Clover (pictured) says she has been shamed into silence about saying giving birth was the best day of her life

Clover (pictured) claims she’s been made to feel ashamed about claiming that giving birth was the most memorable day in her life.


Clover Stroud

It is commonly thought that childbirth pain is something women secretly keep to themselves. However, I have found the reverse is true.

Friends often sit with me while I share gruesome stories about their births that seem more like life on the battlefield. But if you admit you actually enjoy it, and feel empowered by it — as I do — you will be labelled a ‘weirdo’.

For me, the hardest and most rewarding part of motherhood is giving birth.

So I applaud the way TV presenter Holly Willoughby has spoken out so boldly about the potential joys of labour, urging a listener on This Morning who was giving birth over Christmas to ‘really enjoy it!’ She added that, for her, labour was ‘the best experience ever’.

Holly, you are my friend! Holly, I’m so glad you are here!

Yet, I often feel shamed into silence about this, as if saying this other-worldly experience is incredible, will upset those who haven’t felt the same, or worse, be seen as boasting.

I’d rather be in labour than do bathtime 

I’m not, for a moment, saying labour wasn’t agony, or that I wasn’t scared by the way my body was behaving, during each of these five labours, but that didn’t cancel out how amazing it was, either.

I’m lucky that nothing went wrong and I do not underestimate how frightening it must be to go through a labour where emergency intervention is needed. Just as each child is unique, so are the experiences we have in delivering them.

It is important to remind women that labour can be — and often is — a truly awe-inspiring rite of passage.

I don’t want to feel ashamed for having enjoyed it, or told I should keep quiet, just because other women haven’t felt the same.

Being a mom is difficult enough. It shouldn’t come as a surprise that mothers are often told not to speak up about moments of joy. Holly deserves my praise and I hope this will inspire other mothers to share their stories without being labeled a freak.

There is, after all, a lot about motherhood I don’t really like.

If you gave me the choice between cooking supper and doing bath and bedtime with my three youngest children, or giving birth again, I’d go for birth, every time.

Helena (pictured) argues holding up childbirth as a close-to-sublime experience will inevitably lead to women feeling either cheated or like failures

Helena (pictured), believes that holding childbirth up as something close to the sublime will invariably lead women to feel cheated and like failures.


Helena Frith Powell 

As I sat in my fibreglass tub in Crowborough’s East Sussex birthing center 22 years ago as I tried to bring my first child into this world, there were many thoughts.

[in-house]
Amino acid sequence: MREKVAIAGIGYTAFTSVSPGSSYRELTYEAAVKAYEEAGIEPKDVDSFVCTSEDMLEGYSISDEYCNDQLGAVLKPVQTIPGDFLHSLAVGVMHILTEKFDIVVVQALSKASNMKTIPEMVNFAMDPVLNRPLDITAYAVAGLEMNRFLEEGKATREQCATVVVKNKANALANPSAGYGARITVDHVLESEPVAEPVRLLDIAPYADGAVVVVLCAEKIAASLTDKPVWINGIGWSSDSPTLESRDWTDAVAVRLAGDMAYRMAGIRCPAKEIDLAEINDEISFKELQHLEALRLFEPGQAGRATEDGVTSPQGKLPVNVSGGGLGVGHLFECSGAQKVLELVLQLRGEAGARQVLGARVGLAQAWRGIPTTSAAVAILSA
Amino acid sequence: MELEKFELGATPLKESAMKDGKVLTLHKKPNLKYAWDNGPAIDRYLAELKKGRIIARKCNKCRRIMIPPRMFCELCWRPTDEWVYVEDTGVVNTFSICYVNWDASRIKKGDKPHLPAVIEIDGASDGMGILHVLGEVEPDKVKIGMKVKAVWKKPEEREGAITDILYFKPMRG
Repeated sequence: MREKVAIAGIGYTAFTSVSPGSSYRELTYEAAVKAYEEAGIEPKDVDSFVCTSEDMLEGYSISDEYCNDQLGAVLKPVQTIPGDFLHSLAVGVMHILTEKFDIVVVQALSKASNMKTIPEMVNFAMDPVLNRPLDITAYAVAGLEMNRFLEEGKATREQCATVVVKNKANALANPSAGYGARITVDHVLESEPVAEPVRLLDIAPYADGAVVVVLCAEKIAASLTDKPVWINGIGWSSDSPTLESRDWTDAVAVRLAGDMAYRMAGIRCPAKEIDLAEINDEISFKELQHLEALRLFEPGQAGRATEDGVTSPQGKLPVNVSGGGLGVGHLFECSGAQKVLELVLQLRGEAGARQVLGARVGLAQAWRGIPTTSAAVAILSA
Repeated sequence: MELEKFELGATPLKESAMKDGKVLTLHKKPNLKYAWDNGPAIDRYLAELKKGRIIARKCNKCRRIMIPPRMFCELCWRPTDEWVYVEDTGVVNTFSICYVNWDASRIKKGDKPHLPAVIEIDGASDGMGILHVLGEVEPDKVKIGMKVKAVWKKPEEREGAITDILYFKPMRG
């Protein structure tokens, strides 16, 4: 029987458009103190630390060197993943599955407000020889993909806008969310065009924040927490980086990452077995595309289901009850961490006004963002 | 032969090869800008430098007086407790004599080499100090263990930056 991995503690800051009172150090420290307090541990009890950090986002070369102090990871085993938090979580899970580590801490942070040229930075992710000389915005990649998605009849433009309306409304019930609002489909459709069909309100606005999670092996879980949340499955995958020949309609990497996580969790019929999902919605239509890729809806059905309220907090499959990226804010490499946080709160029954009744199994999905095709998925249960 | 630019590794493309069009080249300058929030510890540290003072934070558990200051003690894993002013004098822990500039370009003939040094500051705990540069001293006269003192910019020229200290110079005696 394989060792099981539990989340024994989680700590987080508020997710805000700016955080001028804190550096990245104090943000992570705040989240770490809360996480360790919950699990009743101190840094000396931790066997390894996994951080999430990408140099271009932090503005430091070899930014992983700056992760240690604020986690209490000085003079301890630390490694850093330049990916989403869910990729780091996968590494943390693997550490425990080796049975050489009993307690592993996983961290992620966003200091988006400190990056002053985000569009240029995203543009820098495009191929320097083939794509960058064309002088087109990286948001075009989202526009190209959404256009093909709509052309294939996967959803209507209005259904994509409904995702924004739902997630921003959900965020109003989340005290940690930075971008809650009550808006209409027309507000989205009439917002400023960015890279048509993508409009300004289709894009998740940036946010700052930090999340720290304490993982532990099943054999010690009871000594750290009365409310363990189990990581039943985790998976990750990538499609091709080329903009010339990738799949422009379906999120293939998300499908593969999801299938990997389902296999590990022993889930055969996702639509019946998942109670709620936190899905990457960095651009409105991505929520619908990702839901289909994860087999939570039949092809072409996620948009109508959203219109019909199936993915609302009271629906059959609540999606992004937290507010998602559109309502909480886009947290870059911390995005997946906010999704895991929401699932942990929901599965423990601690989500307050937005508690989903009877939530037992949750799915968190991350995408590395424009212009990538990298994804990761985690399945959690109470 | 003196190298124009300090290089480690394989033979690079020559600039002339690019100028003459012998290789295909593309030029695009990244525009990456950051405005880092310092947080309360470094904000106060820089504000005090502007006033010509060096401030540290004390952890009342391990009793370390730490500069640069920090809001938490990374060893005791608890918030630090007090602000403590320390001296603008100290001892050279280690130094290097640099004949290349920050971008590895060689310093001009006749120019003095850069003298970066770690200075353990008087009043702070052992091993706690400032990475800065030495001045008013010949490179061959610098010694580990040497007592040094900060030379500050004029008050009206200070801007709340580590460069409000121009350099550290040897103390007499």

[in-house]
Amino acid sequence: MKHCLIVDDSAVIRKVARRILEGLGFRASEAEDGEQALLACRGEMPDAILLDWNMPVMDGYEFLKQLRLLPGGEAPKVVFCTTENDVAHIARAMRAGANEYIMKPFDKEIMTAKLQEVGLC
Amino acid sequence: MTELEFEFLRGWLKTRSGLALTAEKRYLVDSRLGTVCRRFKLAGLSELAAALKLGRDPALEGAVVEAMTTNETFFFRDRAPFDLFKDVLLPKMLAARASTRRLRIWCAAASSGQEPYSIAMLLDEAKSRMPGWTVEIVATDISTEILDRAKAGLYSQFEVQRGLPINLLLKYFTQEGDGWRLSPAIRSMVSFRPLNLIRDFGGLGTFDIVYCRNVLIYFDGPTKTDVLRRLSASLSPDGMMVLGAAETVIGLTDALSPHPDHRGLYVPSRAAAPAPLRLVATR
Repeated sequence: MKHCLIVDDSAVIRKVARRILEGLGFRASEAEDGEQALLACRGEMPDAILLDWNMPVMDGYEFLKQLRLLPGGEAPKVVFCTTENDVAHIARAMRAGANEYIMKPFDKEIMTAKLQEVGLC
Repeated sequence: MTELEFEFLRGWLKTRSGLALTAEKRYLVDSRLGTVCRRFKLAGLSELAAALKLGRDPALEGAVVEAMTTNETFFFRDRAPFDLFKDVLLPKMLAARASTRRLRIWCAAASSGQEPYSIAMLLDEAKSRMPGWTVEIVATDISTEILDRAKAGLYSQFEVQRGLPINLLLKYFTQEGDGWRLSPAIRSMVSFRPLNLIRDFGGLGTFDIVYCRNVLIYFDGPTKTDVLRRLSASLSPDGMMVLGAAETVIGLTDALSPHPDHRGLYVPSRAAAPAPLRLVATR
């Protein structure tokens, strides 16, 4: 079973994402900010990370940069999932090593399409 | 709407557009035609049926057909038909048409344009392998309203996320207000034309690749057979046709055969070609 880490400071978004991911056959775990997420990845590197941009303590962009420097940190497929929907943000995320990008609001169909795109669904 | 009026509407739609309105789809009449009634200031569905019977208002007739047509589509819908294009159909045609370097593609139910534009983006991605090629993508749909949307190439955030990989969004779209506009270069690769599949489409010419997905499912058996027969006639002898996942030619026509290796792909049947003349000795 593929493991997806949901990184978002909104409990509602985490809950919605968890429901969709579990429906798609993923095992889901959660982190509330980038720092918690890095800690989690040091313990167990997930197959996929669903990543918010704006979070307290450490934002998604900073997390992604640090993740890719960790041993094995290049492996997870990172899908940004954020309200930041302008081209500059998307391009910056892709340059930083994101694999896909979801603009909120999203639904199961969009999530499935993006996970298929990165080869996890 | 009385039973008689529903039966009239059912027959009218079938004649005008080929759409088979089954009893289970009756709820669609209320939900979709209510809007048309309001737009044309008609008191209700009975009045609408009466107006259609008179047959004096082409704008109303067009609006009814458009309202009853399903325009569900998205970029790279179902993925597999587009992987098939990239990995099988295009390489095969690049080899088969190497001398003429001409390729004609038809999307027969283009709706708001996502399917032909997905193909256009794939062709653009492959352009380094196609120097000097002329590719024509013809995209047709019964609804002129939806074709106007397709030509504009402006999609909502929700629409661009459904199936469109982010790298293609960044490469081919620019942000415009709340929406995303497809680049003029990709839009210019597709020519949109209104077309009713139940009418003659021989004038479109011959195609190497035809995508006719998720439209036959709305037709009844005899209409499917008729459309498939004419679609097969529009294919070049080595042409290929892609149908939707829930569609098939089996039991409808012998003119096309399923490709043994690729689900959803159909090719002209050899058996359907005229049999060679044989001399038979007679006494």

‘When is this going to stop?’ being the most predominant, followed closely by ‘Why the hell did I opt for a natural childbirth?’

I didn’t speak much during the ordeal, except to announce to my birthing partner (a doctor friend whom I decided early on in my pregnancy would be more useful than my husband) that ‘this really, really hurts,’ and once when I demanded of some poor innocent gardener outside the window ‘who the **** mows the lawn at a time like this?’

Some of the best words to describe the day include excruciating, agonising and even unbearable. But at no point did the word ‘magical’ pop into my mind. There was not a single moment, even when it was finally over, that I would describe as anywhere close to approaching my ‘best experience ever’.

I’m thrilled Holly Willoughby has such positive memories of her three births, and perhaps there are many women out there just like her. But for the ones who are pregnant and have been gently contemplating (as I did) that the arrival of this baby is likely to hurt, don’t feel there is anything wrong if you’re not enjoying the prospect as much as Holly. I would argue that she is in a blessed minority, with a pain threshold to rival Iron Man’s.

Holly must have Iron Man’s pain threshold 

And I’m not sure how helpful it is to hold up childbirth as a close-to-sublime experience, as it will inevitably lead to women feeling either cheated or like failures if they feel the way I did. That is what I expect to happen for many of us. There were many girlfriends that called me shortly after my birth to tell me how amazing it was.

A caesarean was my second choice. The third time around, there was no reason to have a caesarean. I tried as many legal drugs as possible. Although better than the first experience, I can’t honestly say I relished either of them. And this in spite of an obstetrician who gave Grey’s Anatomy’s McDreamy a run for his money.

The popular belief that childbirth is overrated, you can forget about it until the moment you have to go back into labor. They began the night before I went into labor. These were my first, and they came out slowly. However, I was able to recall the pain and agony that followed. And all I could think was: ‘Thank God I’m not going through that again.’